Council receives update on east side sewer issues
Pipes to be relined following cleanout
February 23, 2023
The Hartley City Council is hoping an issue that caused the sewer system to back up into homes last fall is nearing a resolution.
Superintendent of Public Works Jaron Benz reported Feb. 13 that sewer lines extending southward to the sewer treatment plant on the east side of town had been jetted and televised recently. The pipes will eventually be relined this year in an effort to prevent future issues from arising.
"They looked as clean as they can get," said Benz.
Around a half-dozen homeowners in the Pine Grove Addition and surrounding area will be relieved to hear the news. In November, the sanitary sewer system backed up into their homes during a storm that dumped steady rainfall on the area throughout the day. According to previous council discussion, a variety of factors – including the city's new lift station – caused the issue.
Three main elements are believed to have contributed to the backup problems. A bypass valve from the previous lift station was left open, which caused water to back up into the wet well due to the high volume of rainfall. The added water caused the new lift station to pump significantly more than normal, which overtook the system. A significant amount of black grit was also found in sewer lines following the incident, which likely contributed to backup issues.
The city has temporarily reprogramed the new lift station to only pump a certain amount of water while problems are being addressed. Benz was confident the city could soon increase pumping capacity to normal levels so the new lift station can function as intended during periods of heavy precipitation.
"We'll be able to utilize it to its fullest extent," he said.
The city will complete cure-in-place-pipe (CIPP) lining to reline pipes in the affected area. The method repairs existing sewer lines with a trenchless rehabilitation and restoration technique. The process uses a textile liner tube and a liquid resin to reseal cracks and other damage, in turn reducing the amount of inflow and infiltration into pipes and lessening the burden on the sewer system.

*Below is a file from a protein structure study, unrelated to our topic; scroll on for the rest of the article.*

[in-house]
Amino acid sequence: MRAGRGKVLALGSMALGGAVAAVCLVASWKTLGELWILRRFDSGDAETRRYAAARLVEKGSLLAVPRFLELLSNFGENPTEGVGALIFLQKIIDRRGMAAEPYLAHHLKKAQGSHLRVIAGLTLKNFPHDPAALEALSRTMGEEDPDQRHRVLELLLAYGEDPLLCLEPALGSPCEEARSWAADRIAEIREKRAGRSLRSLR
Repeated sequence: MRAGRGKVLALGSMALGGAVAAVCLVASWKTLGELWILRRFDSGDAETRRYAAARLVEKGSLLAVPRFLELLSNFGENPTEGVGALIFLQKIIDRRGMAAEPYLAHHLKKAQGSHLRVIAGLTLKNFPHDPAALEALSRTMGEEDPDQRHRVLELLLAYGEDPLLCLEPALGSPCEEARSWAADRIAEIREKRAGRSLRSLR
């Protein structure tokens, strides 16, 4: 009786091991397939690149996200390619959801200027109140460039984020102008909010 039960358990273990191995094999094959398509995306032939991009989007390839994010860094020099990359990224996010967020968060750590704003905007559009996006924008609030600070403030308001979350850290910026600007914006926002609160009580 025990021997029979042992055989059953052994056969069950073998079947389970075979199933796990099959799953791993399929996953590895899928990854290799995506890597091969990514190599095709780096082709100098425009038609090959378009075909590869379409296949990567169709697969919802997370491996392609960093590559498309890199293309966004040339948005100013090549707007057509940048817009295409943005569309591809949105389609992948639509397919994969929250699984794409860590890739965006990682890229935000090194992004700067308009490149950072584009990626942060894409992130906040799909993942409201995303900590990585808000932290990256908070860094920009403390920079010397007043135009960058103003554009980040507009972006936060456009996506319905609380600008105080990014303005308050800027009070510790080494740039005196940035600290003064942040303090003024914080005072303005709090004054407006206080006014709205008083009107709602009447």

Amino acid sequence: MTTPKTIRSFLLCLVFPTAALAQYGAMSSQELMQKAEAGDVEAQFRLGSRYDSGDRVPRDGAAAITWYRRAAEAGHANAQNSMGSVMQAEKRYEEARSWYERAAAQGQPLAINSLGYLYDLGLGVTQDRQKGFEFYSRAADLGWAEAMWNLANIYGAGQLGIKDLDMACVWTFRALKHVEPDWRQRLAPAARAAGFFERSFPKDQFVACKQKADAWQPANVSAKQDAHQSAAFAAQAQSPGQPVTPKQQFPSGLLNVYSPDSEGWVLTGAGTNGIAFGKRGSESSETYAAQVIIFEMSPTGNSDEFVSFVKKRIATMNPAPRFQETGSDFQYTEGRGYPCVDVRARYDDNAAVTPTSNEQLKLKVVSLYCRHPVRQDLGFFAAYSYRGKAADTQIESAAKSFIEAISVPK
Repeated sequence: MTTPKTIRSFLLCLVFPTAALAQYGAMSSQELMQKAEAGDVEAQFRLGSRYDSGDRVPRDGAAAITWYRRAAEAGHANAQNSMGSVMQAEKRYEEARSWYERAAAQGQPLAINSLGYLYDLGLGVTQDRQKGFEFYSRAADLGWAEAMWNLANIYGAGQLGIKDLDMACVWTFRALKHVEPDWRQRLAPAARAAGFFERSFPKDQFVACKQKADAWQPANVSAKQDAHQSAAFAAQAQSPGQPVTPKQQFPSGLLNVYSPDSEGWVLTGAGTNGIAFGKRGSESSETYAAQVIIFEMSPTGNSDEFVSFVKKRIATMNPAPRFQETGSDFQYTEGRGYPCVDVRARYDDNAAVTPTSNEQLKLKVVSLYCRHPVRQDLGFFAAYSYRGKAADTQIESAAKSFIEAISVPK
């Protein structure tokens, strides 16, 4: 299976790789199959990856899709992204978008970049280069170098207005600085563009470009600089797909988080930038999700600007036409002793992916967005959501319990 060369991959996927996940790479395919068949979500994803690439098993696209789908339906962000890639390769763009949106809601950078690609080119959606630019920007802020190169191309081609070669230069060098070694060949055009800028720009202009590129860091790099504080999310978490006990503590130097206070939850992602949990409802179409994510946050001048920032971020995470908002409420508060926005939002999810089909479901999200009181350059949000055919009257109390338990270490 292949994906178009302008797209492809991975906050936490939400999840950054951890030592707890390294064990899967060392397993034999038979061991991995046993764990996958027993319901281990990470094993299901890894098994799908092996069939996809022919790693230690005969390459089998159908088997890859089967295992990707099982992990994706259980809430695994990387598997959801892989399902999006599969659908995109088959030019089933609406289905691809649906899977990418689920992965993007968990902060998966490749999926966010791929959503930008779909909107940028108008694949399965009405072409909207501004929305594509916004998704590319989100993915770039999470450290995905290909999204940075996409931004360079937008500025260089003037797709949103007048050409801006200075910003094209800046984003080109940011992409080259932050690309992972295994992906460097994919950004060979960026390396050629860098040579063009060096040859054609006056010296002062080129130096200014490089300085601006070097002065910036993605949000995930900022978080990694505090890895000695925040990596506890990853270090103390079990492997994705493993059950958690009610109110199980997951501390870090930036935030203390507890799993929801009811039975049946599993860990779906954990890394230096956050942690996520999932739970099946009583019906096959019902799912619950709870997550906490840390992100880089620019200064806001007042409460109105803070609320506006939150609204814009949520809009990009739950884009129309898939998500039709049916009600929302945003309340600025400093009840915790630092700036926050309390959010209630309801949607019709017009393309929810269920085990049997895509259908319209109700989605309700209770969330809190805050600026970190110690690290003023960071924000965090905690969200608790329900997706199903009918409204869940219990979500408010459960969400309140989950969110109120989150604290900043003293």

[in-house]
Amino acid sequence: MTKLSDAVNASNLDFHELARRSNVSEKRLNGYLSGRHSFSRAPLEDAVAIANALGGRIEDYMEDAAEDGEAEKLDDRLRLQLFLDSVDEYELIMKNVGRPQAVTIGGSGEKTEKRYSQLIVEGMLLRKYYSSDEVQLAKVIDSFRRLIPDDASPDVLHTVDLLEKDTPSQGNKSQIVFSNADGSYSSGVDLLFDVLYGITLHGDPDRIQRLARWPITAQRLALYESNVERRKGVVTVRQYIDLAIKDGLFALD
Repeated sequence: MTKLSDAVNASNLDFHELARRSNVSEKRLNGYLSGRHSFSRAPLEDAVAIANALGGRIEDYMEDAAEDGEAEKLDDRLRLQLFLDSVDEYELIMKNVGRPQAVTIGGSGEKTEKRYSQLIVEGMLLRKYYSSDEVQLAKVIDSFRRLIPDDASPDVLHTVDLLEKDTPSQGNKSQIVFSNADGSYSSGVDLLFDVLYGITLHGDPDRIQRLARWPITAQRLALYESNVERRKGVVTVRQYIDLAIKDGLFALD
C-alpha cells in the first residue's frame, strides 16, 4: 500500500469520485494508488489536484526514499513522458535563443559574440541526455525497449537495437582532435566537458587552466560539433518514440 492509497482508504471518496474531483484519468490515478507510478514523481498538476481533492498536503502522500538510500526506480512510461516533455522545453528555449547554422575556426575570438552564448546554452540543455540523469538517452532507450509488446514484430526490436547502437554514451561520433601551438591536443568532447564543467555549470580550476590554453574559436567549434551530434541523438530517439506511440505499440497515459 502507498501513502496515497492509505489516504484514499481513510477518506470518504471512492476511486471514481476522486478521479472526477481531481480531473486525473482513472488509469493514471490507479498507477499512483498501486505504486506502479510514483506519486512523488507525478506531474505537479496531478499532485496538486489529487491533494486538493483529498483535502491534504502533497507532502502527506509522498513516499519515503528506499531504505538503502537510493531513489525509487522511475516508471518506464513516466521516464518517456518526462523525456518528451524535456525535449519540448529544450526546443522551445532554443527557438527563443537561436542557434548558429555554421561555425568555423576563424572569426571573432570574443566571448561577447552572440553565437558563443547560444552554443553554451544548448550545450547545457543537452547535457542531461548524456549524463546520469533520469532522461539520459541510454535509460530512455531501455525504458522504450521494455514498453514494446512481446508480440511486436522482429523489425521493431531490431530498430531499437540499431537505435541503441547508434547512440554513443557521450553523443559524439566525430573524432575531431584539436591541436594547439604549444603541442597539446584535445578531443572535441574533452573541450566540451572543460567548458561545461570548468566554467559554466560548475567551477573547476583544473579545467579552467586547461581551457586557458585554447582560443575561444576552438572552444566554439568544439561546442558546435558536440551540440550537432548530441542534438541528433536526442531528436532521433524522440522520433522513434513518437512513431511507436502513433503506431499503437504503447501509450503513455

The overall cost of the project, which includes previous televising and jetting work, was around $19,000. Benz expected the relining work to be completed in early spring.
The council was on board with the improvements and was eager to prevent future problems from arising in eastside homes.
"Let's get it done so it's right and up to snuff," said Council Member Jerry Olson.
• Annual fire department update
In other business, Assistant Fire Chief Larry Espey provided an update on the fire department's activities in 2022.
The squad's roster has 25 of 26 positions filled, including one junior firefighter. Nineteen members are Firefighter 1 certified and a dozen are Firefighter 2 certified.
The department responded to 37 calls in 2022, up from 20 the previous year. Its territory includes four townships – Center, Lincoln, Omega and Hartley – equaling 107 sections of overall rural coverage.
Espey also highlighted equipment upgrades. Thanks to a $7,500 grant from the O'Brien County Community Foundation, the department was able to purchase five sets of new bunker gear. Additionally, two new truck radios and five new pagers were added along with several new pairs of boots and gloves.
Each firefighter is also donning a new helmet thanks to several grants totaling $14,000. Espey said the department this year hopes to replace five more sets of bunker gear, purchase a cordless K12 and buy a new gear dryer.
• Rec director hired
The council last week also filled a longstanding vacancy in the recreation department.
Jordan Summers was hired as part-time rec director at an annual rate of $3,000. The city had been advertising the position for several months.
Last summer, City Administrator Erica Haack and Tami Klein split rec director duties for the majority of the Little League season. Eventually, Natasha Adrian was hired to oversee the department for the remainder of the summer.